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Saturday, May 18, 2013

Their system is broken - It's time to get organised

The factory collapse in  Bangladesh is a horrific tragedy and an important opportunity to grow an international movement for workers' rights. 
More than 1100 mostly female clothing workers wiped off the face of the earth in Bangladesh. Crushed under the rubble of their factory which the day before they had been forced to work in, despite protests about cracks in the walls. The deadliest industrial accident in the history of the garment industry. We are hearing louder voices around the world demanding an eradication of unsafe sweatshops and enforced safety accords that hold multinational clothing retailers to account.

For the first time in human history the level of carbon dioxide in the atmosphere is above 400 parts per million. Michael Mann, distinguished professor of meteorology at Penn State University has said, "We have to go several million years back in time to find a point in Earth’s history where CO2 was as high as it is now. ... If we continue to burn fossil fuels at accelerating rates, if we continue with business as usual, we will cross the 450 parts per million limit in a matter of maybe a couple of decades. With that amount of CO2 in the atmosphere, we commit to what could truly be described as dangerous and irreversible changes in our climate."

In New Zealand the National Government has committed itself to new attacks on the right of workers to organise and bargain collectively. Nurses in our public hospitals, who will be most affected, are calling for trade unions to co-ordinate a campaign against the law changes.

For the first time in New Zealand in five years workers in a major fast food corporation, McDonald's, are engaged in a major campaign to win a living wage and guaranteed hours. At the same time right across the United States fast food workers at places like McDonald's are standing up and fighting back.

Stephen Hawking's decision to boycott Israel co-incided with the launch in Auckland of a co-ordinated boycott, divestment and sanctions campaign targeting companies like Veolia and asking for the SuperFund to divest from corporations involved in the construction of illegal Israeli settlements. Jess Ghannam, on the  organizing committee of the US Campaign for the Academic and Cultural Boycott of Israel. “This is a real turning point, in terms of bringing attention to this issue.”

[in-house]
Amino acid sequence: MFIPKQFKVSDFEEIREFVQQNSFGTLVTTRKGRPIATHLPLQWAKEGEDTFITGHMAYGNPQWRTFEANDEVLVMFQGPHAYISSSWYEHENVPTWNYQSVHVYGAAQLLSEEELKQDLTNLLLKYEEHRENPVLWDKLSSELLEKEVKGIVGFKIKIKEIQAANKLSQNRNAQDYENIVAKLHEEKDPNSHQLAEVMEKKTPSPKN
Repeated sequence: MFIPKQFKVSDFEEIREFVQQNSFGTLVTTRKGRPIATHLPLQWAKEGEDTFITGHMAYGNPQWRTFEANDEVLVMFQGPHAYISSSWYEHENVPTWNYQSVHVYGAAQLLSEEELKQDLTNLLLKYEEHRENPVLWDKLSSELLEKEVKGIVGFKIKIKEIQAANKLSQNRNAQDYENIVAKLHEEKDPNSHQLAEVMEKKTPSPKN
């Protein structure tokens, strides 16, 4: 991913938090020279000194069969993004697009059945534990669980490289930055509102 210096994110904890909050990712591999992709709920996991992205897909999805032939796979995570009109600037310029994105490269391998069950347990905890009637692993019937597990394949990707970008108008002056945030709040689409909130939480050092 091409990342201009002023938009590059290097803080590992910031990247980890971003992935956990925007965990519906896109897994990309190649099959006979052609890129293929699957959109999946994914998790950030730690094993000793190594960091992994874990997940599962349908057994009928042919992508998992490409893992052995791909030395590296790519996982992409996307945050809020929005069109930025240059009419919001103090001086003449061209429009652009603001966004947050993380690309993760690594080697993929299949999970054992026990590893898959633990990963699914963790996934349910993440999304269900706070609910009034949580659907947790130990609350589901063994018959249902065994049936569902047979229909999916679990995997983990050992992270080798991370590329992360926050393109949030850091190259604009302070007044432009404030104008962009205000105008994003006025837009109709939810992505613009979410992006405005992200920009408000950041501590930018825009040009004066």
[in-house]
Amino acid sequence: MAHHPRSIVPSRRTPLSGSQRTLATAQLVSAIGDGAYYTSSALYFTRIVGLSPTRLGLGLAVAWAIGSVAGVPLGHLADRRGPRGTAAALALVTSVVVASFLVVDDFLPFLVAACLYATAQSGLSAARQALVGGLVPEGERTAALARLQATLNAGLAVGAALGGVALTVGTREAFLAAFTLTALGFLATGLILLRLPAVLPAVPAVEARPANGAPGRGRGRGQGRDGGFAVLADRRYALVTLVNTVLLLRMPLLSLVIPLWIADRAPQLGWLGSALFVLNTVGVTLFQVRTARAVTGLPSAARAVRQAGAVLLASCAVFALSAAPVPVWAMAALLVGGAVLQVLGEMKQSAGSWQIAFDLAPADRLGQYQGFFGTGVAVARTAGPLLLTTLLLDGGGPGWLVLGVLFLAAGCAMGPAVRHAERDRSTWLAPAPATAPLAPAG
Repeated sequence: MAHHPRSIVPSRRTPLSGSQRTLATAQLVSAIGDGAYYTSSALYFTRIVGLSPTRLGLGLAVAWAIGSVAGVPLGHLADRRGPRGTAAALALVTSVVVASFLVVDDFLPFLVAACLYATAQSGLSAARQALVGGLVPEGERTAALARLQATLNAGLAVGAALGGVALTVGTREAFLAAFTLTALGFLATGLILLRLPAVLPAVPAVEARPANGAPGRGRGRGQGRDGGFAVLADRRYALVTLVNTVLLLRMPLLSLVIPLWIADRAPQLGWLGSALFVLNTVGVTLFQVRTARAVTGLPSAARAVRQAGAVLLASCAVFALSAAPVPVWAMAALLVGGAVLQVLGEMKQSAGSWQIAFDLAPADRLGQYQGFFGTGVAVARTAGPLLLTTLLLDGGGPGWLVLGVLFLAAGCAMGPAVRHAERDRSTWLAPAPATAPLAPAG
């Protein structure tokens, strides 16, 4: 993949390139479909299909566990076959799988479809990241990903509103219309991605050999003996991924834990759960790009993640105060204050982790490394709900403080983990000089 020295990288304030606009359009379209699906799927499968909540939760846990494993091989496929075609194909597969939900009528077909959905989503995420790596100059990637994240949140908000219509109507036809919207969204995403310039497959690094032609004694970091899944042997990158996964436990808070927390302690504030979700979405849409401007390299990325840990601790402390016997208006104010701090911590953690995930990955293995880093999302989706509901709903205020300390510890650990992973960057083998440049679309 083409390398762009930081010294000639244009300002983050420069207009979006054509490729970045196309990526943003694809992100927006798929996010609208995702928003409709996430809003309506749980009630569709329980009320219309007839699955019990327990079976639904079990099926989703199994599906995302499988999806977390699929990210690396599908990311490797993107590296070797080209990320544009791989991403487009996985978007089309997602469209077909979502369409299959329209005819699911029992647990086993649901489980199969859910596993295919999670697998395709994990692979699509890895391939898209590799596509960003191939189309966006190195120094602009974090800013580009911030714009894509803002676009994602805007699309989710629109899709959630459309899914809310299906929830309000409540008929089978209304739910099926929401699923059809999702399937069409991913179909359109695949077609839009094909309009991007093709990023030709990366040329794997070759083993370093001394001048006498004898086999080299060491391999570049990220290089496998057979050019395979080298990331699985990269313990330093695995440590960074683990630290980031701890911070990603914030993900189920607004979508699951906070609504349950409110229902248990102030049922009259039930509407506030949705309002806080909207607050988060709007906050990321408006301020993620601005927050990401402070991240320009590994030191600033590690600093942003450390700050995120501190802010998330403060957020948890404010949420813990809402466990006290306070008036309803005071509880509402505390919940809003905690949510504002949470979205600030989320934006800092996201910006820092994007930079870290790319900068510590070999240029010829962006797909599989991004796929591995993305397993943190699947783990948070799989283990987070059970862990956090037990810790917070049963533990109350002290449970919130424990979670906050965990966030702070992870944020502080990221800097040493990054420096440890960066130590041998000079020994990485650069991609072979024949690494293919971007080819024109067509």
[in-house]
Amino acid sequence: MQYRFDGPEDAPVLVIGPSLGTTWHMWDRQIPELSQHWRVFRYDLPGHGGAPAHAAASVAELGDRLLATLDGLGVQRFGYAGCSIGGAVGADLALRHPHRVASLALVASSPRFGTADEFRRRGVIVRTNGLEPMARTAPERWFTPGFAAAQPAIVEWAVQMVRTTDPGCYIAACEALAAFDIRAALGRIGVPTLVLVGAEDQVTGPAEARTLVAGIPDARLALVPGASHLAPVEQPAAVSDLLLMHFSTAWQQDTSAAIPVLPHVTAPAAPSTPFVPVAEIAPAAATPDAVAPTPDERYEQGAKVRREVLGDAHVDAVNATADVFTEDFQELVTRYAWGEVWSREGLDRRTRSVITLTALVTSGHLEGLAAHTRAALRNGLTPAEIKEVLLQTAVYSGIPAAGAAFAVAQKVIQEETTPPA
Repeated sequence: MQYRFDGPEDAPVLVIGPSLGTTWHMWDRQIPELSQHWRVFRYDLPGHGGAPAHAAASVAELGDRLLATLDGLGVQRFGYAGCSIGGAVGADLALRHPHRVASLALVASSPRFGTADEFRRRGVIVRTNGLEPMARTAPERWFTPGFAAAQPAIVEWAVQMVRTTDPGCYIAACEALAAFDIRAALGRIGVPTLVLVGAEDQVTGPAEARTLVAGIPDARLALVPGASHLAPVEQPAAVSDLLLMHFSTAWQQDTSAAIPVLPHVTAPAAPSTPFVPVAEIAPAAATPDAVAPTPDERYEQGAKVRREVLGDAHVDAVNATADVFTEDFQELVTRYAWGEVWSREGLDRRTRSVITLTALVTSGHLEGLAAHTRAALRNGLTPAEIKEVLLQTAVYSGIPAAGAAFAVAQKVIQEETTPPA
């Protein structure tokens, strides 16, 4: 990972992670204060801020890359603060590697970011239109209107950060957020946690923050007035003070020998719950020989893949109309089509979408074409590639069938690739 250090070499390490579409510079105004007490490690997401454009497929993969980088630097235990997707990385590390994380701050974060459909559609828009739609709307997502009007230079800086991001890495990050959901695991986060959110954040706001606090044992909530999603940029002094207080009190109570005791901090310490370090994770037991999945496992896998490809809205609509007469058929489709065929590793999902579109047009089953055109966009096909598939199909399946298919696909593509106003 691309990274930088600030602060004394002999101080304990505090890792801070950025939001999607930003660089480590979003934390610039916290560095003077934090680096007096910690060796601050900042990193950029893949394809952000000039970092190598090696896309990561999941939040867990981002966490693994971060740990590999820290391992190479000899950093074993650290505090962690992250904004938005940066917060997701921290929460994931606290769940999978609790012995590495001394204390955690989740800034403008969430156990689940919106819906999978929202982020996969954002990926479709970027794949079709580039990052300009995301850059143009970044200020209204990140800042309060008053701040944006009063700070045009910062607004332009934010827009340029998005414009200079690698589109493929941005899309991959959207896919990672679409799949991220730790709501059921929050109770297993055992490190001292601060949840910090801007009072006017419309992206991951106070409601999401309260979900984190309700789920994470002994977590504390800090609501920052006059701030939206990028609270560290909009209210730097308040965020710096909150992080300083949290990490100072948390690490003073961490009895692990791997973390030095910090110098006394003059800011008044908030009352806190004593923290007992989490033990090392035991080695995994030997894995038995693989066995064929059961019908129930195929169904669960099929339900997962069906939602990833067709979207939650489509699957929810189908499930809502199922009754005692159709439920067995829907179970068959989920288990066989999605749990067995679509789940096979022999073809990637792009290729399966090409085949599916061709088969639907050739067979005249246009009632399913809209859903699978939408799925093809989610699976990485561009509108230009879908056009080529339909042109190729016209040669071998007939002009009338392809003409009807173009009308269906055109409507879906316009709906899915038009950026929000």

Turning points and tipping points in the struggle do not come every day. Indeed opportunities such as these cannot be squandered.

Yet turning these opportunities into making progress on workers' rights or defending the environment requires the left in this country and across the world to get stuck in. The potential for making very real gains on these issues exists.

If the boycott campaign continues to gather momentum, if pressure on Israel continues to grow, the occupation of the West Bank and the siege of the Gaza Strip will become untenable. If workers demand more trade union leaders commit to join the fight against National the attacks on union rights could be stopped, if not in Parliament then in the workplace and on the streets. If environmentalists ramp up pressure on metropolitan councils for free public transport and on national governments for action on climate change we can still stop climate chaos. If students and young people protest and picket the major fashion stores until they sign up to eradicate child labour, allow collective bargainning and safety inspections in factories in Asia then we can give an enormous lift to the Bangladeshi labour movement.